July 13, 2015
A deal that paves the way to negotiations on a third bailout for Greece imposes tough limitations on Greek sovereignty that could endanger Prime Minister Alexis Tsipras’ government, says the Atlantic Council’s Andrea Montanino.

Montanino said it is premature to declare that marathon negotiations over the weekend had produced an agreement that prevents Greece’s exit from the Eurozone—a Grexit.

“There is not an agreement as yet. They have basically reached an agreement that if the Greek government puts forward several tough reforms by Wednesday, in particular on pensions and on the tax system, then the finance ministers have the mandate to negotiate a three-year program,” Montanino, Director, Global Business and Economics Program at the Atlantic Council.

“But the statement is very clear that the mandate to negotiate doesn’t mean an agreement will be reached 100 percent,” added Montanino, a former Executive Director of the International Monetary Fund (IMF) representing the governments of Albania, Greece, Italy, Malta, Portugal, and San Marino.

Montanino said the deal puts severe limitations on Greek sovereignty by giving the troika—the International Monetary Fund, European Central Bank, and European Commission—the last word on privatization, and by mandating that these institutions approve the text of draft legislation proposed by the Greek government before it is sent to Parliament for a vote.

“I don’t know how long the Greek government can stay in power with such limitations,” he said.

Following grueling negotiations with its creditors that lasted through the weekend, Greece agreed to pass legislation on controversial economic reforms, including reform of the value-added tax (VAT) system and overhauling pensions, by July 15.

Athens has agreed to sell off state assets worth €50 billion and put the money in a trust fund managed by Greece, but overseen by the troika. Half the fund will be used to recapitalize Greek banks. The remaining €25 billion will be used to pay down Greek debts.

The deal puts Athens on track to securing a third bailout, that could be worth up to €86 billion, which would come mainly from the European Stability Mechanism (ESM), the Eurozone bailout fund.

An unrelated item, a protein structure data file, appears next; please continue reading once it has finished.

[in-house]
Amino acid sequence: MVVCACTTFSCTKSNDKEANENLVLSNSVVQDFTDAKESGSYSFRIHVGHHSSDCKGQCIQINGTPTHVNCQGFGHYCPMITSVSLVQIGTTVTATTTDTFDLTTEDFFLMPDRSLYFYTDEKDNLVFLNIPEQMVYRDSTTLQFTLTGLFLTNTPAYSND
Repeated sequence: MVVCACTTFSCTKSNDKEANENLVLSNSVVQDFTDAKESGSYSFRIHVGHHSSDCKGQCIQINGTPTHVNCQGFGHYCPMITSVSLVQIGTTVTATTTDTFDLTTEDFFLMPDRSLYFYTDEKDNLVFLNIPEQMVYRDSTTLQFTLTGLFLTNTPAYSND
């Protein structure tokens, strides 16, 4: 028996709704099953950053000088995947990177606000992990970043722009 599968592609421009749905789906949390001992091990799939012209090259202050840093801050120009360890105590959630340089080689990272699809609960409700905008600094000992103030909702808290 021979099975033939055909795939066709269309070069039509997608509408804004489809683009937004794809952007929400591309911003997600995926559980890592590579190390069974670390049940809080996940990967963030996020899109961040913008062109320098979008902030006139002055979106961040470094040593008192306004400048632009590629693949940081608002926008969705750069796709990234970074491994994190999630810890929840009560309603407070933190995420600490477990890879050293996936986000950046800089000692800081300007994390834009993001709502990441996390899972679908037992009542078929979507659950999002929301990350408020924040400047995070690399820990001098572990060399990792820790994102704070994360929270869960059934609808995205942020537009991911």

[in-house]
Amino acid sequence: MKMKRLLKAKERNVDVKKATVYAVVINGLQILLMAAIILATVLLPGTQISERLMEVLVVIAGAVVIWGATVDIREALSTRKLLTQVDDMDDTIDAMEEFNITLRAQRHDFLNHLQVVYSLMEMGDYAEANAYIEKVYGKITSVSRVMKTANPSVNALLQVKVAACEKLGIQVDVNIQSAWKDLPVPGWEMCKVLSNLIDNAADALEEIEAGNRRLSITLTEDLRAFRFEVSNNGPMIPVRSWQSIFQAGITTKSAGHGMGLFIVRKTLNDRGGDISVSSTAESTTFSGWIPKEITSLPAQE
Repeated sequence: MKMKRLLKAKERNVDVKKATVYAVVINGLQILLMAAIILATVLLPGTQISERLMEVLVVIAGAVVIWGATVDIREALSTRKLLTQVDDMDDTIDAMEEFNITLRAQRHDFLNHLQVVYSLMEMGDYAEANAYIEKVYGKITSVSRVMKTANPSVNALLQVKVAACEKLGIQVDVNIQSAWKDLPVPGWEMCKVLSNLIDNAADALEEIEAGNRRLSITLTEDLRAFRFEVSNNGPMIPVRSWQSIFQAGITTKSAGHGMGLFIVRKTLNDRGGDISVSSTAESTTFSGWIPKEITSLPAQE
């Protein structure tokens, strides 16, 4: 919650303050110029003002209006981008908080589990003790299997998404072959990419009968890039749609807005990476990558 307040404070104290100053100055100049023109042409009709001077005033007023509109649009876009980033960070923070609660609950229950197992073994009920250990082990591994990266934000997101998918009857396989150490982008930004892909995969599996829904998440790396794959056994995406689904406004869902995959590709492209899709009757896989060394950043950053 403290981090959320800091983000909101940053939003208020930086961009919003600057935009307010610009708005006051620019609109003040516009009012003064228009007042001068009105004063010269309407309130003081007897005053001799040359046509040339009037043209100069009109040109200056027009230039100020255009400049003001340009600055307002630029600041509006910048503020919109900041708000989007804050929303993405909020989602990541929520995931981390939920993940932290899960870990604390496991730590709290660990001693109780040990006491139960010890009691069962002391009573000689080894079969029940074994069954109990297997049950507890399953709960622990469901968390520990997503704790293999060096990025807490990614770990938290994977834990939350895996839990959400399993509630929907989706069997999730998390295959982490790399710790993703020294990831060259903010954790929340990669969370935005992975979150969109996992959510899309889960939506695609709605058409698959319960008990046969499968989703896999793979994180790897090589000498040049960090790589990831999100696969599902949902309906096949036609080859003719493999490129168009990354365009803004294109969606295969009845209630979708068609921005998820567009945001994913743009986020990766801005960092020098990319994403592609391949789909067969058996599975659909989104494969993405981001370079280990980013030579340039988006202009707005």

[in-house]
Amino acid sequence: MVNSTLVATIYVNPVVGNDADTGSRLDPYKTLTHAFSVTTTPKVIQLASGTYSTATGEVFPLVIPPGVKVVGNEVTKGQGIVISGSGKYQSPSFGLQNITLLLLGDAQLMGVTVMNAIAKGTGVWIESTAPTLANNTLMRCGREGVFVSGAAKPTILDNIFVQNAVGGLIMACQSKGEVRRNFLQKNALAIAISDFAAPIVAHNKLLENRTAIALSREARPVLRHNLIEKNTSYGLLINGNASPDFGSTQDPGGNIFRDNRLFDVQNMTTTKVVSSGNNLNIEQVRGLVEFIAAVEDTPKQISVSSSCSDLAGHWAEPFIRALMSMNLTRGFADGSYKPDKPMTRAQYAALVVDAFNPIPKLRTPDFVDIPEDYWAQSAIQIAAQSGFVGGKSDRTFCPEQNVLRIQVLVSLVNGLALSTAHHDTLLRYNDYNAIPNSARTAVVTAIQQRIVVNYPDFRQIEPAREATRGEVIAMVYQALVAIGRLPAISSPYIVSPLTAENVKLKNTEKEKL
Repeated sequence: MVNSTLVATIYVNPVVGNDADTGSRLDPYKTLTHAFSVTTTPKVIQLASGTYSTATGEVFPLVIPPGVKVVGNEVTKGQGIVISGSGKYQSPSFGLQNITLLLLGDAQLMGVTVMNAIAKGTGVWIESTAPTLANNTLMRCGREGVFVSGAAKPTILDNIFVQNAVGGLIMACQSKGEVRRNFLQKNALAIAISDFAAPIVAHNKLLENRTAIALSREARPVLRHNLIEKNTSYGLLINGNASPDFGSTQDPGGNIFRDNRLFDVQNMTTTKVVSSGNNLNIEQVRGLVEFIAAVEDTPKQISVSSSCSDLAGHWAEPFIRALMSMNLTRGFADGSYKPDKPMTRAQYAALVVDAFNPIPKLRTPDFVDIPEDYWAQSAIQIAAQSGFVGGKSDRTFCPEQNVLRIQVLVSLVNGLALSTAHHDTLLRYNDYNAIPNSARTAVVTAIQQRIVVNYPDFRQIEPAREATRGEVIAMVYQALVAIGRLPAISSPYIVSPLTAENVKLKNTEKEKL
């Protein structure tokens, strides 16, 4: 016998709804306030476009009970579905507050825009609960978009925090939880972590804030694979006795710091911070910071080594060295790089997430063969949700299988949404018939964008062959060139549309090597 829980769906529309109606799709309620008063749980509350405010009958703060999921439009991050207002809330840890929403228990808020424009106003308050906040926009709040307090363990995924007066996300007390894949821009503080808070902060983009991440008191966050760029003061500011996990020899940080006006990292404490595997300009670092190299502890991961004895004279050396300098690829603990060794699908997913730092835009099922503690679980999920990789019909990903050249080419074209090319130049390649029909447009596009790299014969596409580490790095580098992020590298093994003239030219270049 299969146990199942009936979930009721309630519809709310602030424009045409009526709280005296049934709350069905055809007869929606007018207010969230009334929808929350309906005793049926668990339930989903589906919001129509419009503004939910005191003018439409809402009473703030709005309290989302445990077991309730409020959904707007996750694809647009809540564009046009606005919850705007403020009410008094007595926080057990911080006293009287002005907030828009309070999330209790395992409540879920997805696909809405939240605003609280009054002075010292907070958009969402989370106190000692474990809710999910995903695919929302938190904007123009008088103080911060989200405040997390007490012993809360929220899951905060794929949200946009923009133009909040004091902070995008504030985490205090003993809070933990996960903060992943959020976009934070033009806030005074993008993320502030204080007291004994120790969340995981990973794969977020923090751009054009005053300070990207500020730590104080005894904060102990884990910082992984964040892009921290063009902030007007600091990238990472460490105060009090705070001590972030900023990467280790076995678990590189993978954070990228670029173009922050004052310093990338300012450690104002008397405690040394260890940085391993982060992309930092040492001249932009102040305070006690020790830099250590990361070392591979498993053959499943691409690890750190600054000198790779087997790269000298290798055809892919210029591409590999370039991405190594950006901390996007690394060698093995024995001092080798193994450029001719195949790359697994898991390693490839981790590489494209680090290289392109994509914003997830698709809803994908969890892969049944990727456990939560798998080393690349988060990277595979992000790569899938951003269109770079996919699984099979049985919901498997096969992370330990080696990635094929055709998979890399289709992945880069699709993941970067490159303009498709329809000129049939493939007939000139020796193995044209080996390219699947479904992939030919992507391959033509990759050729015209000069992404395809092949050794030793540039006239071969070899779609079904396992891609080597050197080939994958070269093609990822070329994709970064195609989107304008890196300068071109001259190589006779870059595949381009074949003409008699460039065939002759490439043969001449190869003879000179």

Negotiations on the ESM bailout will begin only after the plan is approved by the parliaments of Finland, Germany, and Greece.

While Greece agreed to the stiff terms, its creditors did not agree to the so-called “haircut”—cutting of the Greek debt—that Athens had sought.

Andrea Montanino spoke in an interview with the New Atlanticist’s Ashish Kumar Sen. Here are excerpts of that interview:

Q: What are the terms of the deal Greece has agreed to in order to secure a third bailout?

Montanino: There is not an agreement as yet. They have basically reached an agreement that if the Greek government puts forward several tough reforms by Wednesday, in particular on pensions and on the tax system, then the finance ministers have the mandate to negotiate a three-year program.

But the statement is very clear that the mandate to negotiate doesn’t mean an agreement will be reached 100 percent. We are now in a situation where, as always in such cases, there is prior action to be taken. Greece has to take this action in two days. After that there will be a negotiation on the program.

I see a big challenge for the Greek government. There is a huge limitation on sovereignty in the years ahead. There are two elements. The first is about privatization. Privatization will be managed by an independent body and not by the government itself. This independent body will be managed by Greek authorities, but under the supervision of the troika. This is quite strange because the government should handle public assets.

Now, if the Greek government was to sell an airport, first of all they would have to go through an independent body, second the international organizations will have a role in deciding how and probably to whom to sell the asset. I have never seen this before.

The second limitation on sovereignty is that if the government wants to propose a draft law to the Parliament this has to first be agreed to by the institutions. So you’re saying the government does not have the right to go to its own Parliament and propose laws. In practice, this has happened before, not just with Greece but also with any IMF program. But I have never seen this stated so explicitly.

I don’t know how long the Greek government can stay in power with such limitations.

Q: The Greek Parliament has a Wednesday deadline to approve reform legislation.

Montanino: The government basically has one day to put forward the legislation to the Parliament and the Parliament has one day to approve it. The timing is strict. The reason is that the real deadline is July 20 when Greece has to refund the European Central Bank.

Q: Greece defaulted on its payment to the IMF. Will Greece be able to make its payment to the ECB?

Montanino: There are two ways Greece can make this payment. The first, as stated in the letter, is that after July 15 there is a negotiation of the program, the program is approved, and then the European institutions make the disbursement allowing Greece to make the payment.

Second, I think the Europeans will find a way to avoid a default over the ECB if there is not sufficient time.

Q: Is it premature to say a Grexit has been avoided?